Wizards’ road skid a product of snowball effect


The list of compelling story lines for this NBA season was threatening to include the first step toward a Washington Wizards revival.

Providing the major excuse for such optimism was the draft-lottery-night triumph that dovetailed nicely with John Wall’s decision to leave the University of Kentucky after one Dougie-crazed season. With speedy point guards now employed by several fine teams, Wall represented the Wizards’ opportunity to build an actual future.

And there was additional evidence of a potential uprising.

Andray Blatche and JaVale McGee were tall and talented (still are), Nick Young was a rising threat from the two-guard spot and card sharp Gilbert Arenas was promising to play nice alongside Wall.

But the Wizards have hit a few snags. Injury has kept Wall out of 12 games, Arenas wasn’t producing and was shipped to Orlando for Rashard Lewis, and those tall, talented guys have been a bit light on consistency. Yet the team has been reasonably entertaining for the home fans, winning 10 of 18 games inside the Verizon Center.

Unfortunately, those roaming charges are brutal. With Thursday’s loss to the Timberwolves in Minnesota, the Wizards are winless in 19 road games this season. That’s impressive. So is the list of cities in which they’ve managed to lose. The hometowns for these slouch teams are Detroit, Sacramento, Newark, Charlotte, Philadelphia and, of course, Minneapolis. Quite a gauntlet.

How can this happen?

Start with experience. Yeah, the Wizards are pretty young. They have a rookie point guard, which often is a head start . . . in reverse. Young and three-man Al Thornton are in their fourth seasons, McGee is 22 and Blatche, though he’s in his sixth season, is still a baby at 24.

OK, so the Wizards, who also have a couple of rookies playing reserve roles up front, are loaded with kids. And kids struggle on the road; imagine coach Phil Saunders driving his team cross country in a station wagon with Wall, McGee and Blatche roughhousing in the back seat and shouting “Are we there yet?” every 10 minutes.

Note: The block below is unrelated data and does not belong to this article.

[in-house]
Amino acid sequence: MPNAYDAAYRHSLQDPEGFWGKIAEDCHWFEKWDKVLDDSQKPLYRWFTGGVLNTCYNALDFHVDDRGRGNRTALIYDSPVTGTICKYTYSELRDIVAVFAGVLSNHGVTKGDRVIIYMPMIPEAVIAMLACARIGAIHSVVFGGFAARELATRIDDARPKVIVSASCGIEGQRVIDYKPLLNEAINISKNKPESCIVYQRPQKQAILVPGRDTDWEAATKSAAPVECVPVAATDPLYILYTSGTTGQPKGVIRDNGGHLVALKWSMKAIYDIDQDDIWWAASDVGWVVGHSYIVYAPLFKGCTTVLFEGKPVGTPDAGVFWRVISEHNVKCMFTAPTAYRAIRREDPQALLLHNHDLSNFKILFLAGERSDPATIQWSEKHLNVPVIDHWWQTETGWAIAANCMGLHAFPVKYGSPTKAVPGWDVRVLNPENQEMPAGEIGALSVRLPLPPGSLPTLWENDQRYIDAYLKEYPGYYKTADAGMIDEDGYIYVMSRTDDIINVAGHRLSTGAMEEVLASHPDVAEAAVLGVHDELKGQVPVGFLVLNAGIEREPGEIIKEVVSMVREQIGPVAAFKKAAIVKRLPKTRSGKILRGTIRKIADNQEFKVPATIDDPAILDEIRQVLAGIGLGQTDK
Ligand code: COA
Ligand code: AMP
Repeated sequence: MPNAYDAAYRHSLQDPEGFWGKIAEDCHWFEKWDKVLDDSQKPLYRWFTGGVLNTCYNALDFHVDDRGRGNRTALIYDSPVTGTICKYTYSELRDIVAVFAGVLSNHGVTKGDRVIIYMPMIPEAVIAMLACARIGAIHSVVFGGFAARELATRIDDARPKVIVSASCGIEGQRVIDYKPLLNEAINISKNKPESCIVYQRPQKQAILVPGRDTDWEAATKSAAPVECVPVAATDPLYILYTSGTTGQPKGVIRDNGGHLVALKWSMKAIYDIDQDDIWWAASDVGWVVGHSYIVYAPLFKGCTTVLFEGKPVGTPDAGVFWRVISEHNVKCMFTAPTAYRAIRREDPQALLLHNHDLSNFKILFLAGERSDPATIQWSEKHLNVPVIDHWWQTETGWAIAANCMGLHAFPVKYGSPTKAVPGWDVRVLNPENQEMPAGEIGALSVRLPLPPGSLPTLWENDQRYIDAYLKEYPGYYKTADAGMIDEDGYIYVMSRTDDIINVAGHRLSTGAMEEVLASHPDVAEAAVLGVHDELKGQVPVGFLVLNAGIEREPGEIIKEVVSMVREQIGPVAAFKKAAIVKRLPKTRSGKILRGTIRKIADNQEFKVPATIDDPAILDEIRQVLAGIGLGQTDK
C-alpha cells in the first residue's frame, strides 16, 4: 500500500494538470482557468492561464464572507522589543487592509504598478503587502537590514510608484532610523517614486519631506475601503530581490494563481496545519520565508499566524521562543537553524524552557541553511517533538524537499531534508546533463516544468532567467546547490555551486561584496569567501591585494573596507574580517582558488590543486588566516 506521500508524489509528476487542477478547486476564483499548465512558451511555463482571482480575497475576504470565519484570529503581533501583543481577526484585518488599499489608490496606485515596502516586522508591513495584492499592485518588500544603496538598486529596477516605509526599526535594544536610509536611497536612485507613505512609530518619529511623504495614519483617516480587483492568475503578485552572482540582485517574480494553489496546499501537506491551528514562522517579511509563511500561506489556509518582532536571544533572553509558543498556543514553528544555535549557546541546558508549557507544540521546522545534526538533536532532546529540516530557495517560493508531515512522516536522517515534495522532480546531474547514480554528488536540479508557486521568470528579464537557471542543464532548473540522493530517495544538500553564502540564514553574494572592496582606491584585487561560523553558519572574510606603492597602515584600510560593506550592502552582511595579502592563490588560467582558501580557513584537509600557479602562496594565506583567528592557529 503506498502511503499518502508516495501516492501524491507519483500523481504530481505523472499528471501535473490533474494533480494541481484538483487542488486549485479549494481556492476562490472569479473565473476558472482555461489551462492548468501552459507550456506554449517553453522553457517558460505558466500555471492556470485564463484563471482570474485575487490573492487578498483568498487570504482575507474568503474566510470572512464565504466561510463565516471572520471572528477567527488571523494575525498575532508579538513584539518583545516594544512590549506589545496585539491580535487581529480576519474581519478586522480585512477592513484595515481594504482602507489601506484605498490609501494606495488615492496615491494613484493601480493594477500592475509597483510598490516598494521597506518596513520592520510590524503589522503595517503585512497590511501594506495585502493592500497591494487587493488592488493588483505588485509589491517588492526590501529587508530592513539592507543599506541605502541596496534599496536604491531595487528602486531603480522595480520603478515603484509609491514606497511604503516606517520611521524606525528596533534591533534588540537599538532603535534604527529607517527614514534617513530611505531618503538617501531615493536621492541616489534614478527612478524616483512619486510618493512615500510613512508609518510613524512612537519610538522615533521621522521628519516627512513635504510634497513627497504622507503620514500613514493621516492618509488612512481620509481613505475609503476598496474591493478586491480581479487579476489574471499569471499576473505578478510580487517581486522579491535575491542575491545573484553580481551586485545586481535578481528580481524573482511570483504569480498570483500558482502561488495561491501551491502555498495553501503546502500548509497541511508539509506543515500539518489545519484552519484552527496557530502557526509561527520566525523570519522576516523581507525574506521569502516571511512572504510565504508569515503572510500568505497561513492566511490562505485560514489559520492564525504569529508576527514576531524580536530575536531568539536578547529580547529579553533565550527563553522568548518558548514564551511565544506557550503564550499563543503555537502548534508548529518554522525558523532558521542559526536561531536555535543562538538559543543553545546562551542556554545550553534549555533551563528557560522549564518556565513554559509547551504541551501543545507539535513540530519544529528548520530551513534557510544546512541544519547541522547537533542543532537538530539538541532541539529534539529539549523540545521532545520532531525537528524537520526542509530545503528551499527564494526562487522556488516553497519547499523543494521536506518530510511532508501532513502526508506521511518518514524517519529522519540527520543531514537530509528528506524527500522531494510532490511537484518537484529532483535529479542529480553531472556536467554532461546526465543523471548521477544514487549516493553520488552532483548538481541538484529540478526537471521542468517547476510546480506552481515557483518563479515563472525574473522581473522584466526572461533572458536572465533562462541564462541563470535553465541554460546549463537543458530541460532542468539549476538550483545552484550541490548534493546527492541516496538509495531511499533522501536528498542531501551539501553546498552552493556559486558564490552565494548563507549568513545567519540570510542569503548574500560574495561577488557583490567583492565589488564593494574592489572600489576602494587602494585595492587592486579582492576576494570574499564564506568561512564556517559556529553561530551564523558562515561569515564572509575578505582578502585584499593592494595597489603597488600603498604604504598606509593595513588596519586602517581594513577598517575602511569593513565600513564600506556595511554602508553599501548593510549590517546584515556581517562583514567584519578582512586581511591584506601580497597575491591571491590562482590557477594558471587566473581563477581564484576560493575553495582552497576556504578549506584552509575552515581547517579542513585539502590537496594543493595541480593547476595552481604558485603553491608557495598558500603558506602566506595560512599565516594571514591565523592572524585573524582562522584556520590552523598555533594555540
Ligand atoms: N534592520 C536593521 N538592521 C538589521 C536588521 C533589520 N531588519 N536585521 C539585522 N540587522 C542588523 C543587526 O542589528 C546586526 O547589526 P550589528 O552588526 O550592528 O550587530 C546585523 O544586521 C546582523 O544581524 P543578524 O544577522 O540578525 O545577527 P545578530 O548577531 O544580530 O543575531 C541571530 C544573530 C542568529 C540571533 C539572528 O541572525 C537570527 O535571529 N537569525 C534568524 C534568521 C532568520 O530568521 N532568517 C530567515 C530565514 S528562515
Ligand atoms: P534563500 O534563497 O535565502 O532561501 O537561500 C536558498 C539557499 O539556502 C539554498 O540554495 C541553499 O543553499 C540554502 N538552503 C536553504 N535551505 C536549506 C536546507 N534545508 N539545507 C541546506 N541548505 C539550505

Saunders and the Wizards aren’t even close to there. And even though they aren’t the only NBA team overloaded with whippersnappers, the Wizards are the only franchise to have gone winless on the road this season. In Thursday’s loss to the young T-Wolves, veterans Kirk Hinrich and Lewis were on the floor during Minnesota’s game-closing 19-3 run.

So what gives?

Well, aside from not exactly being a great team in the first place, our launch point for studying the Wizards’ road predicament is � drum roll � the schedule. Washington’s first five road dates were the Orlando Magic, Atlanta Hawks, New York Knicks, Chicago Bulls and Boston Celtics.

Those are five of the top six teams in the Eastern Conference. Losing those games is expected. But the road-losing habit was just warming up when the Wizards hit Detroit without Wall and lost. He also wasn’t in uniform when the Wizards reached Sacramento for a showdown with the Kings, whom Washington should’ve been able to compete with on the road.

By then, the Wizards had quite a road-kill streak going. Having Wall on the floor helps, but it doesn’t eliminate the biggest issue, the snowball effect.

The snowball effect often has a great psychological impact on sports: A team that has learned how to fail at something specific has a greater opportunity to repeat that failure. Take the Wizards’ 19-3 collapse in Minnesota, a stretch in which the Wizards actually ran their sets and came up with decent looks � and still missed.

Included in the snowball effect is the hero crisis, an affliction that often appears when several well-meaning players attempt to rescue a struggling team singlehandedly. Wall, Young and Hinrich all have been guilty of trying too hard to make big plays with road games on the line.

The snowball effect isn’t easy to overcome. It greatly assisted the 1972-73 Philadelphia 76ers, whose 9-73 masterpiece included a road record of 2-36 (they played 13 games at neutral sites). The 1992-93 Dallas Mavericks finished with a 4-37 road mark, and the 1997-98 Denver Nuggets were 2-39 away from home. The Sacramento Kings lost 43 road games in a row, including the final 37 of the 1990-91 campaign and the first six away games the next season.

As the Wizards’ road nightmare continues, they draw even closer to those stars of dubious NBA history.

But there is something that might be able to prevent the snowball from rolling. On Feb. 13, the Wizards roll into Cleveland.

And the Cavaliers seem to have their own issues.